Viewed as shares of each region’s total cropland, double cropping was most common in the Northeast, Southeast, and Southwest regions.


What is triple cropping?

Triple cropping means planting and harvesting three crops in one year off of the same field. There are two main reasons why triple cropping is practiced. One is to obtain the most feed possible from same parcel of ground.


What is multiple cropping Class 10?

the practice of growing more than one crop on a same piece of land during a year.


WHO adopted double cropping system?

Double cropping means planting several crops in the same area and in the same crop year so that the same land is used to generate more than one crop per year. In Brazilian agriculture, double cropping is practiced for maize, peanuts, potatoes, and beans.


What is the meaning of mono cropping?

Monocropping, commonly practiced in commercial farms and in smallholder farms with relatively large areas for cultivation, is a practice where a field is used for production of pure stands of one crop only.


How is double cropping done?

Double cropping is a practice where farmers harvest one crop, and then plant and harvest a second crop in the same field – all within the same year. It allows farmers to make the most out of the limited growing season. By double cropping soybean after winter wheat, farmers can increase their net returns.


When did double cropping start?

Double-cropping wheat followed by soybeans has been a common, profitable option for farmers in most years because double-cropped soybeans yielding as well as full-season soybeans. Although, this is far from a new production practice; some farmers have been employing double-cropping since the 1970s.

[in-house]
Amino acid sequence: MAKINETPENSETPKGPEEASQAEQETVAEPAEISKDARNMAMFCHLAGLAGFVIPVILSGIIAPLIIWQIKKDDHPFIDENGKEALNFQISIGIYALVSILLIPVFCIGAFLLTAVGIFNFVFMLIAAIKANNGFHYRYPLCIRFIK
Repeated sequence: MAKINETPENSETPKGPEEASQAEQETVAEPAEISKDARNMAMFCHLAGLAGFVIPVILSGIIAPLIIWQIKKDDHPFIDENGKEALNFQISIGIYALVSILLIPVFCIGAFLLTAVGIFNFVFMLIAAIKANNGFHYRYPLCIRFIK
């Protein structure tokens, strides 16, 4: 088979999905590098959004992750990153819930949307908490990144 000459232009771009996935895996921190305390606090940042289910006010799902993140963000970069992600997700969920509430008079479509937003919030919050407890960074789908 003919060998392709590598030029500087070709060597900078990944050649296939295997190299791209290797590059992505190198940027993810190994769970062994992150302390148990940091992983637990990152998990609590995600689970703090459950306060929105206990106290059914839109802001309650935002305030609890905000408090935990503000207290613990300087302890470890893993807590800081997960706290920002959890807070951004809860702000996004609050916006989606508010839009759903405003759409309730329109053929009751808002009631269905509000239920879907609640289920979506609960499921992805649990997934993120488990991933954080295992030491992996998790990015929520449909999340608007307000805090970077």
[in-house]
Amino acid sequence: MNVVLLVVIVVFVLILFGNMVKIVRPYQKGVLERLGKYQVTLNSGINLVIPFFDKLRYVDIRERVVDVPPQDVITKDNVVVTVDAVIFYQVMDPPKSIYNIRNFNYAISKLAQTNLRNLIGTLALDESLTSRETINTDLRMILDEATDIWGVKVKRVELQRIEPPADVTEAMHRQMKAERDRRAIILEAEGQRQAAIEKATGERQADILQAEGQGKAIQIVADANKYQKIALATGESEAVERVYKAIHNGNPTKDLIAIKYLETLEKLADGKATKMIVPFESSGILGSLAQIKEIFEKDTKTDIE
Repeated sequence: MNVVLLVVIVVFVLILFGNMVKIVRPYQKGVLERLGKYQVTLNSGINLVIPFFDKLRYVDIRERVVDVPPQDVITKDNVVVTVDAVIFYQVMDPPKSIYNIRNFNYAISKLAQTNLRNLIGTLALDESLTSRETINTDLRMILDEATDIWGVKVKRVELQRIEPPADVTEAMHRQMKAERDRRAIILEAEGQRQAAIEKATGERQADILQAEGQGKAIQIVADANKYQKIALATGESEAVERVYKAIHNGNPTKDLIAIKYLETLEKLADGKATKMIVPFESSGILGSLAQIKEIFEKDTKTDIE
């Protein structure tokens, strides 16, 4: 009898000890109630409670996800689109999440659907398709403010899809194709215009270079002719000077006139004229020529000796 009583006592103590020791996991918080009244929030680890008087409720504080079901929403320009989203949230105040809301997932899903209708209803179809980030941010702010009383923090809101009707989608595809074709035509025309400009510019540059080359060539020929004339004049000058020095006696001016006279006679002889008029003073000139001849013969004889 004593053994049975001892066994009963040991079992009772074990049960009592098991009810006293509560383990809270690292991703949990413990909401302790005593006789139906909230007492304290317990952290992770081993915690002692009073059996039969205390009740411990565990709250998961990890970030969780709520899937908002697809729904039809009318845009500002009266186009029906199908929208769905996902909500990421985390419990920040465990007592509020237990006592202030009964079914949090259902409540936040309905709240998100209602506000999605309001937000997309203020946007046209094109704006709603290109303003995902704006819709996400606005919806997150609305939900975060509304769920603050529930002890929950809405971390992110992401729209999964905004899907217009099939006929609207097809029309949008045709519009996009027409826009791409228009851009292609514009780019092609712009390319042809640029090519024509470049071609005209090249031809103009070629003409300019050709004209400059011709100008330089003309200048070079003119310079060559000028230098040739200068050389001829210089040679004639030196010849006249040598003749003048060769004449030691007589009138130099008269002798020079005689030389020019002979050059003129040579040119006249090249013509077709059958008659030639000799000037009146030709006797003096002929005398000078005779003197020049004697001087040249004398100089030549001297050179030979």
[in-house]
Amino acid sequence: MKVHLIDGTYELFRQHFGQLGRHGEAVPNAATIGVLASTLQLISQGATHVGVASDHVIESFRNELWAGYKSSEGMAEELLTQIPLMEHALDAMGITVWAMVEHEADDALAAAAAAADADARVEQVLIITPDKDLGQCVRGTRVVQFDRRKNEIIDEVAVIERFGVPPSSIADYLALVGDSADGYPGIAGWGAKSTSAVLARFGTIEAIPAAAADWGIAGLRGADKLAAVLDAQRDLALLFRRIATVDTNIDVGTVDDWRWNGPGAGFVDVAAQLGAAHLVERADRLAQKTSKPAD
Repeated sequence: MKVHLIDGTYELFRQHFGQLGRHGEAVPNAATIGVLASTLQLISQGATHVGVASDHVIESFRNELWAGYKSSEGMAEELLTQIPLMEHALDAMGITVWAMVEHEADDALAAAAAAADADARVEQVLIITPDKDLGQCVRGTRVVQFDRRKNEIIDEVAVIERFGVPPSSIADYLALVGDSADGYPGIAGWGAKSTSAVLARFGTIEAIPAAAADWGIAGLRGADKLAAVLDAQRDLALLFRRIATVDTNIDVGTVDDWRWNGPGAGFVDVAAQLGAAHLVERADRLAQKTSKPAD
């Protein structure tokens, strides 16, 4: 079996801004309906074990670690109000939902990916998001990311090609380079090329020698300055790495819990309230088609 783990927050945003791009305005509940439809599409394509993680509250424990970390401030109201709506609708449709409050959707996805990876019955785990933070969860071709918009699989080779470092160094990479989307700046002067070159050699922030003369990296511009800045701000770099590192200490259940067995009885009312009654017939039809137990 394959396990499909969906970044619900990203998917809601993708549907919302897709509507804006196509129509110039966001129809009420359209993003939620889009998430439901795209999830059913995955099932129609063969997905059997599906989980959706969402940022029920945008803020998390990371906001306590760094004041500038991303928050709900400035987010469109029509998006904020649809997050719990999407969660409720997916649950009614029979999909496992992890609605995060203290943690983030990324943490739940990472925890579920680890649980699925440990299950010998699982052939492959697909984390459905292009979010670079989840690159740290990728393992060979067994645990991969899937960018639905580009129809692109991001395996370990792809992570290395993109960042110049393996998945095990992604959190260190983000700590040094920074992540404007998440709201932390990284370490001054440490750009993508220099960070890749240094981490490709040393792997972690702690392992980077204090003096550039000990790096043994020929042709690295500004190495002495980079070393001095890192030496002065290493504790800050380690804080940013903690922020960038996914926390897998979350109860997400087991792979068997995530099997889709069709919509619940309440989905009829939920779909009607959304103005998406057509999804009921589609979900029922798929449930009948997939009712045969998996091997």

What are the advantages and disadvantages of double cropping?

Double cropping has a number of advantages including: Protects soil erosion, maximizes your profit, and enhances the quality of your soil. Double crops protect soil against wind and water erosion. Root biomass from double crops enhances soil fertility by building organic matter.


What is the name of the new frontier in Brazil?

a. The MATOPIBA region is made up of the acronyms of Maranhão (MA), Piauí (PI), Tocantins (TO), and Bahia (BA), which is considered the new agricultural frontier in Brazil. From Companhia Nacional de Abastecimento (CONAB)—Série Histórica das Safras, 2017. Available at: https://www.conab.gov.br/info-agro/safras/serie-historica-das-safras?start=20. …


What is double cropping?

Double cropping means planting several crops in the same area and in the same crop year so that the same land is used to generate more than one crop per year. In Brazilian agriculture, double cropping is practiced for maize, peanuts, potatoes, and beans. In some regions, such as Southeast and Northeast Cerrado (MATOPIBA2 ), …


Is triticale a competitive substrate?

In fact, modern cultivars of triticale are a competitive substrate for ethanol production ( Eudes, 2006) due to the fact that triticale possesses an auto-amylolytic enzyme system able to convert large quantity of starch into fermentable sugar ( Pejin et al., 2009 ). View chapter Purchase book.


Which stage of wheat is most sensitive to water stress?